Mike Hebert, Captain, Fleet 46 in Hingham, discovered our sport somewhat later in life. He had sailed casually, mostly on Sunfish, fewer than six times, before he joined the crew of an Express 37 in 1993 to compete on Puget Sound. He was serving his “Desert Shield” army reserve officer’s stint after graduating in accounting from Bryant College.
In spite of several negatives, including the rainy October-April sailing season, the boat’s distressing inability to sail to its rating and a screaming skipper who distinguished himself by falling overboard, Mike found himself drawn to sailing, “like a moth to a light.” Maybe it was the freedom from army discipline, or perhaps the competitive spirit of the small crew that attracted him. But for whatever reason, the Class should be glad it happened, as he was there to succeed Ken & Barbara Wilson at Hingham’s helm this year.
During the intervening nine years from Puget Sound to Hingham, Mike spent a lot of time on the water. He had extended his Army active service to five years, and after its completion, moved back to Massachusetts where he finished his education with a Master’s in finance at Bentley, and married his wife Maureen. Their family sailing began when they crewed for Hingham’s Dick Callahan on his J105, Footloose. The highlight of this experience was taking two firsts out of six races at the 1997 PHRF Championship in Marblehead.
It was here that fleet 46 took root. Dick noticed Norm Cressy’s Fat Lady in the EYC parking lot and was so impressed that he decided to sell the J105 and start a Hingham Bay fleet. After doing so well on the J, Mike and Maureen were more than a little distressed at being unhorsed by the shifting paradigm. They were saving for a new house and had no intention of investing in a boat, but Mike’s brother-in-law had a serendipitous experience with aging Rhodes #1553 that was for sale in Padanarum.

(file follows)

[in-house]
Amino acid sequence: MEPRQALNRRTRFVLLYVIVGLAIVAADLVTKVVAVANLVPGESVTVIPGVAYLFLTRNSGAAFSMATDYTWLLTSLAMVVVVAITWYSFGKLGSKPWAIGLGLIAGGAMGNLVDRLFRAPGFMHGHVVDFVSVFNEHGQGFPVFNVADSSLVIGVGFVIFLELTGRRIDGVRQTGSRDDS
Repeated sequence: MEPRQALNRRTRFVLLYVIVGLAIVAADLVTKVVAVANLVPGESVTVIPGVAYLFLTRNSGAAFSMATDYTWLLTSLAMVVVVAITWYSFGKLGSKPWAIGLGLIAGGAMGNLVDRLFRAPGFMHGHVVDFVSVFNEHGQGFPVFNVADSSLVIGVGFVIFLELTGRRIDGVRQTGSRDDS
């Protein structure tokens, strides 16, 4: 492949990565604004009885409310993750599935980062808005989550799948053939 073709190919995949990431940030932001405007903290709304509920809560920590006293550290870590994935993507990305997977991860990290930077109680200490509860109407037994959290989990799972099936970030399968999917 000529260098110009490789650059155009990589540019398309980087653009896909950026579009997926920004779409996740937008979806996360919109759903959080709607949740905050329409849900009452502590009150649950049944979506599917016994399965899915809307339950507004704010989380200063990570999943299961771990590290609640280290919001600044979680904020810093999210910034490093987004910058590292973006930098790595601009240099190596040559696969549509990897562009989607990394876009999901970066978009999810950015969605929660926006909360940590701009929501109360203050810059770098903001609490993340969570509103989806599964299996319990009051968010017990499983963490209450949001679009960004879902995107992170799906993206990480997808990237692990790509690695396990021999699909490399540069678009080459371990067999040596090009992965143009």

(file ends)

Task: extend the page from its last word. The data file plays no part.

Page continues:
Mike and Maureen couldn’t say no to his offer to share the cost with them, so Lemon Zinger was acquired. Within two weeks, it was in the water, rusty fittings, hasty rigging and all. Their first scheduled race was canceled due to recorded gusts of 33 knots, but the boat held together confirming the wisdom of their choice.
Since then, their lives have been busy. They served two years as social chairmen for the new fleet, assisted the Wilsons in fleet administration for two years, made a big contribution to the success of the 2001 Nationals as co-chairs, and competed in the most recent four East Coast Championships. They have found cruising time with Maureen’s parents on their Newport based O’Day 32 as well as some PHRF racing time.
To cap off this dizzying activity, they became parents of Gabrielle last spring and bought a Stuart, #3101, for reduced on water maintenance. Gabby attends most of the Fleet social events and they definitely plan to introduce her to sailing earlier on than her dad was.
Their future plans for the fleet center around maintaining its size by closing the performance gaps between the group’s top sailors and those newer to the sport. They share information on boat rigs and speed, emphasize social events and keep everyone’s hopes alive through a handicap scoring system that rewards improved performance. Mike is planning to sail in New Orleans at the October Nationals.d on for the grit(s).